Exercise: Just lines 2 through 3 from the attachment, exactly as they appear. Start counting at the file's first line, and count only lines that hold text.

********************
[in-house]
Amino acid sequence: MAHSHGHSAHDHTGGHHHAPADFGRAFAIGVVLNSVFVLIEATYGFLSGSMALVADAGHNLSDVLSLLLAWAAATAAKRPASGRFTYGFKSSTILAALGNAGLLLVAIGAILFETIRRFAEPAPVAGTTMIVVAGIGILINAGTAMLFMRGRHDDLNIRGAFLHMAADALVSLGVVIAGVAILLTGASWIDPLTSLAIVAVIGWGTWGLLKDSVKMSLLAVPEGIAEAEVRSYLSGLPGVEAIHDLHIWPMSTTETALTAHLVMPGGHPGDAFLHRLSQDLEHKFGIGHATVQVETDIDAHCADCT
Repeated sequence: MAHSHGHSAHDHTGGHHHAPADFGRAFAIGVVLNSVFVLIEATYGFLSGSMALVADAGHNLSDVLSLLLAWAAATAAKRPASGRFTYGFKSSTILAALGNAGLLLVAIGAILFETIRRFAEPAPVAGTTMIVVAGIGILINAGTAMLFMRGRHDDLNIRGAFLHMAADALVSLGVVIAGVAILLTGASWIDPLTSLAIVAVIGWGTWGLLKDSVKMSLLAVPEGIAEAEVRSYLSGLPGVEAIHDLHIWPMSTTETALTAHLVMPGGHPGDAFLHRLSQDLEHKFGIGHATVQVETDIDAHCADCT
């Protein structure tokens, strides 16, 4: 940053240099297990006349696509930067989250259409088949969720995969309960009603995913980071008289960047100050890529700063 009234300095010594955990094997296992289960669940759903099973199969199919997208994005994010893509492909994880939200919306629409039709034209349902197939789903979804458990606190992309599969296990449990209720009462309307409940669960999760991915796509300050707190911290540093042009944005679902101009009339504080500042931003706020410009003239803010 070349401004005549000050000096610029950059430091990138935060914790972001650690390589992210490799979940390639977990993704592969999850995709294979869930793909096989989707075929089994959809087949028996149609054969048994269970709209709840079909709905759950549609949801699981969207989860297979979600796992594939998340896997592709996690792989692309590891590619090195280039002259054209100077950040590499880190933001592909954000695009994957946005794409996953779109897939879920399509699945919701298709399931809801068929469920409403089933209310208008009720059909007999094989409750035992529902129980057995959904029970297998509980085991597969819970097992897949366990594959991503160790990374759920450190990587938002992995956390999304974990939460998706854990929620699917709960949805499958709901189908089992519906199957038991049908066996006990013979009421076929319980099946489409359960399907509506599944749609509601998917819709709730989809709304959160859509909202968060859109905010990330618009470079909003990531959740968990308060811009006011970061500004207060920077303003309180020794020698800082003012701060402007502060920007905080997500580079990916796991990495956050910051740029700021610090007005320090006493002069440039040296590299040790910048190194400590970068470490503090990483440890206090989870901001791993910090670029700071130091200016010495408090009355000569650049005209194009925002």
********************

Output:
Amino acid sequence: MAHSHGHSAHDHTGGHHHAPADFGRAFAIGVVLNSVFVLIEATYGFLSGSMALVADAGHNLSDVLSLLLAWAAATAAKRPASGRFTYGFKSSTILAALGNAGLLLVAIGAILFETIRRFAEPAPVAGTTMIVVAGIGILINAGTAMLFMRGRHDDLNIRGAFLHMAADALVSLGVVIAGVAILLTGASWIDPLTSLAIVAVIGWGTWGLLKDSVKMSLLAVPEGIAEAEVRSYLSGLPGVEAIHDLHIWPMSTTETALTAHLVMPGGHPGDAFLHRLSQDLEHKFGIGHATVQVETDIDAHCADCT
Repeated sequence: MAHSHGHSAHDHTGGHHHAPADFGRAFAIGVVLNSVFVLIEATYGFLSGSMALVADAGHNLSDVLSLLLAWAAATAAKRPASGRFTYGFKSSTILAALGNAGLLLVAIGAILFETIRRFAEPAPVAGTTMIVVAGIGILINAGTAMLFMRGRHDDLNIRGAFLHMAADALVSLGVVIAGVAILLTGASWIDPLTSLAIVAVIGWGTWGLLKDSVKMSLLAVPEGIAEAEVRSYLSGLPGVEAIHDLHIWPMSTTETALTAHLVMPGGHPGDAFLHRLSQDLEHKFGIGHATVQVETDIDAHCADCT